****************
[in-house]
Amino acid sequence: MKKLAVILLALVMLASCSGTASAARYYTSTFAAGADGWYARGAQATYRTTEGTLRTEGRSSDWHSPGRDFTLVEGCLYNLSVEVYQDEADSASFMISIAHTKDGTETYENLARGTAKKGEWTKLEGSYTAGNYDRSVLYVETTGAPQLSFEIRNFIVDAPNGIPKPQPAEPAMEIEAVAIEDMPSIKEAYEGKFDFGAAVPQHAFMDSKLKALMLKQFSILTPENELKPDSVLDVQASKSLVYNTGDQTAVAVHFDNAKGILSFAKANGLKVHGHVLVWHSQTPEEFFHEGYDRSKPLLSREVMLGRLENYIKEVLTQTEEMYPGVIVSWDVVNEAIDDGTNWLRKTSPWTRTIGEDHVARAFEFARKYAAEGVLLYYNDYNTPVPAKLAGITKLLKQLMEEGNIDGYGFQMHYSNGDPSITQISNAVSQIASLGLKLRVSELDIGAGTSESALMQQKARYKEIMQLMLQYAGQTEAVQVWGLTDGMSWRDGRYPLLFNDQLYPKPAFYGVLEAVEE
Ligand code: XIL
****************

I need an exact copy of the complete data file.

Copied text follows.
[in-house]
Amino acid sequence: MKKLAVILLALVMLASCSGTASAARYYTSTFAAGADGWYARGAQATYRTTEGTLRTEGRSSDWHSPGRDFTLVEGCLYNLSVEVYQDEADSASFMISIAHTKDGTETYENLARGTAKKGEWTKLEGSYTAGNYDRSVLYVETTGAPQLSFEIRNFIVDAPNGIPKPQPAEPAMEIEAVAIEDMPSIKEAYEGKFDFGAAVPQHAFMDSKLKALMLKQFSILTPENELKPDSVLDVQASKSLVYNTGDQTAVAVHFDNAKGILSFAKANGLKVHGHVLVWHSQTPEEFFHEGYDRSKPLLSREVMLGRLENYIKEVLTQTEEMYPGVIVSWDVVNEAIDDGTNWLRKTSPWTRTIGEDHVARAFEFARKYAAEGVLLYYNDYNTPVPAKLAGITKLLKQLMEEGNIDGYGFQMHYSNGDPSITQISNAVSQIASLGLKLRVSELDIGAGTSESALMQQKARYKEIMQLMLQYAGQTEAVQVWGLTDGMSWRDGRYPLLFNDQLYPKPAFYGVLEAVEE
Ligand code: XIL